Friday, October 4, 2013

Let's Compare FHA vs. Conventional Mortgages Today

Today’s blog is a guest blog from Dan Hapner, the Director of Mortgage Sales at Meriwest Mortgage.

With home sales continuing to grow and the expectation that interest rates may be on the rise, let’s pause to consider the best loan products we might use for our next home purchase. FHA is a popular option for some families and I think it is important we understand the distinct differences between this form of government sponsored loan and a regular conforming conventional loan that is underwritten according to guidelines provided by Fannie Mae (Federal National Mortgage Association) or Freddie Mac (Federal Home Loan Mortgage Corp).

FHA Loans

The FHA, Federal Housing Administration, has been helping Americans own homes for 70 years. The FHA guarantees or insures home loans made by their qualified member lending institutions. This allows homebuyers to access a home without having to come up with a large downpayment. Typically, conventional mortgages require a 20% downpayment. FHA guaranteed mortgages can be made with as little as 3.5% downpayment! That downpayment can be 100% gifted to the borrower. There is no “seasoning” requirement of having the funds on hand 90 days prior to the purchase.

FHA guaranteed loans can be adjustable or fixed. They also have two graduated payment programs that can help families get into their first home at a reduced monthly payment that will grow as their income grows. Most of the FHA guaranteed loans are made at a fixed interest rate and is typically lower than a conventional loan.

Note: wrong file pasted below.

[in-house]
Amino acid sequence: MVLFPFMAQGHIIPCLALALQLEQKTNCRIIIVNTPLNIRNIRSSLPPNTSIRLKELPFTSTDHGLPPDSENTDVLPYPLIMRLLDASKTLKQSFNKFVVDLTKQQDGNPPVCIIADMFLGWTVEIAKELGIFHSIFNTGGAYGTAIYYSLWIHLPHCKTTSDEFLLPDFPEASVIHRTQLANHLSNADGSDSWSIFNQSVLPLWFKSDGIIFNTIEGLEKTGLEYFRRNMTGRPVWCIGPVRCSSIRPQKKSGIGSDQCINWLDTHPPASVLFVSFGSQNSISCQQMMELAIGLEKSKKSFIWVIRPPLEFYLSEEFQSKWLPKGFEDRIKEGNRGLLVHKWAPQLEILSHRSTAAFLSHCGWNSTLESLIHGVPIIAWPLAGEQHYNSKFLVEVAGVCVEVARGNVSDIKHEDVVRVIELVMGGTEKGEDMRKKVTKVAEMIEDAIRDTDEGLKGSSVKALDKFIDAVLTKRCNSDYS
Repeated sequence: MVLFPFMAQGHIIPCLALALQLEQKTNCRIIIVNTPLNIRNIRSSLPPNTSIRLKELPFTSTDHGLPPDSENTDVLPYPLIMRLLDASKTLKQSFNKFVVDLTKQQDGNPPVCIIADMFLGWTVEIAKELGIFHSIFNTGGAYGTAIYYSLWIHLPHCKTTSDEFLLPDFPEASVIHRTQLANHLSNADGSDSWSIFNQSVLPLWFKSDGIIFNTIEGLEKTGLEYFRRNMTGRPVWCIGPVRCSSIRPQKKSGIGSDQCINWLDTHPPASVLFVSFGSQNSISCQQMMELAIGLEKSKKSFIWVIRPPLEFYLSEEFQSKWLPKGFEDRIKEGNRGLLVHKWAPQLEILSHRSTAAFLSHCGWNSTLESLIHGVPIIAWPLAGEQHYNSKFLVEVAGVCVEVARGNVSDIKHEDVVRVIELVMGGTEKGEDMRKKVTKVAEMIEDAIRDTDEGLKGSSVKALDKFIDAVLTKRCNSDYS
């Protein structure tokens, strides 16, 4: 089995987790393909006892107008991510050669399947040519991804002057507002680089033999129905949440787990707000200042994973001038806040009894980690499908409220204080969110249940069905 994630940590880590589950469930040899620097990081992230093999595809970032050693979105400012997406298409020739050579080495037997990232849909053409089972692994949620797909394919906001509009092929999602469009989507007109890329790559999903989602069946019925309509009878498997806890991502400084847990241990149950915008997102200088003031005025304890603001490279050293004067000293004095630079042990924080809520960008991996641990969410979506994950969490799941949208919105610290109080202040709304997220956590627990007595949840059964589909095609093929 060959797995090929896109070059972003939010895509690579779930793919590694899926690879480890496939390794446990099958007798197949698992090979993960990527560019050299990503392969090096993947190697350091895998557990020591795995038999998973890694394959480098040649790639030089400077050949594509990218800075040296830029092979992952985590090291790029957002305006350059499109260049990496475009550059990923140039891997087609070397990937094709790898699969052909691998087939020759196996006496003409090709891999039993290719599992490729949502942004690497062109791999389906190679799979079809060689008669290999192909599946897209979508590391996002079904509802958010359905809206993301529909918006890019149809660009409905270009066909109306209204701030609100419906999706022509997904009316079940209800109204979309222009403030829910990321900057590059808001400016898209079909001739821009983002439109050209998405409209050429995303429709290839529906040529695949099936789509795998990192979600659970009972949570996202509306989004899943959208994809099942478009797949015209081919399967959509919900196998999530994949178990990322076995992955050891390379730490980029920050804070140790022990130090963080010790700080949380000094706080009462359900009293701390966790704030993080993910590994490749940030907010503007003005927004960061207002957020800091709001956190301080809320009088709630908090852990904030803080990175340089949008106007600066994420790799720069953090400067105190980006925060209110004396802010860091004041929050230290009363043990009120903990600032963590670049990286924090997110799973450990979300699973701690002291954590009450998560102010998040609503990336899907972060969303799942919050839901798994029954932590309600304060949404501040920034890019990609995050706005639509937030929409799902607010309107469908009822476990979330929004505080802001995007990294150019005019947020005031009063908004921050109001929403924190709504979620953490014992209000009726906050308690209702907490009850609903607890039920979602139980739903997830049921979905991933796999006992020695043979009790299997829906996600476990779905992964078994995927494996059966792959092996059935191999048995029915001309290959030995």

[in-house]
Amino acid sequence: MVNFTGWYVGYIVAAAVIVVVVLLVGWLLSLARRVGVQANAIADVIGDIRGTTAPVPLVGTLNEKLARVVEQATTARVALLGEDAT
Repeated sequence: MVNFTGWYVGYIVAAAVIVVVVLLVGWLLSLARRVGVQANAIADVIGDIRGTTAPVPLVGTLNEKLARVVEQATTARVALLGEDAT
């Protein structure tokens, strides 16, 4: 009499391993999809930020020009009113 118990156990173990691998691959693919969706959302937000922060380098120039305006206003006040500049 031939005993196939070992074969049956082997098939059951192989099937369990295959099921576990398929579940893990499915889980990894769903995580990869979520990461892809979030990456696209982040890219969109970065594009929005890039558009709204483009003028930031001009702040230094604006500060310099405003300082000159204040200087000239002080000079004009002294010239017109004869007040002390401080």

How does it rate as a first time homebuyer loan? Not bad, but the news is not all good either.

The Good: FHA requires a FICO score of 580 for the 3.5% low downpayment program.

Many participating FHA lenders require a FICO score of at least 620 in order to qualify for an FHA home loan. Just because the FHA minimum is 580 does not mean a particular bank is willing to issue credit to those with that score--the FHA loan program is a voluntary one, lenders are not required to participate, and the FHA cannot force the bank to lower its FICO requirements. These FICO scores are significant as most conventional loans require a FICO score of 680 or better. Another advantage for FHA is the maximum loan limit is $625k vs. $417k for a conventional loan. FHA maximum’s are increased in areas with high priced housing such as the San Francisco Bay Area to $729,750. FHA loans often allow for a higher debt to income ratio, making more borrowers eligible.

The Bad: For most FHA loans, the sellers will pay the closing costs. This can be an impediment to selling to a particular buyer if they intend to use an FHA loan. Closing costs can be very expensive for the seller and make an FHA loan difficult to use for the buyer. This is particularly true in the case of a short sale home if the sellers don’t have a lot of cash on hand or equity. The sellers need to be flush with cash or equity in the case of a buyer with an FHA loan.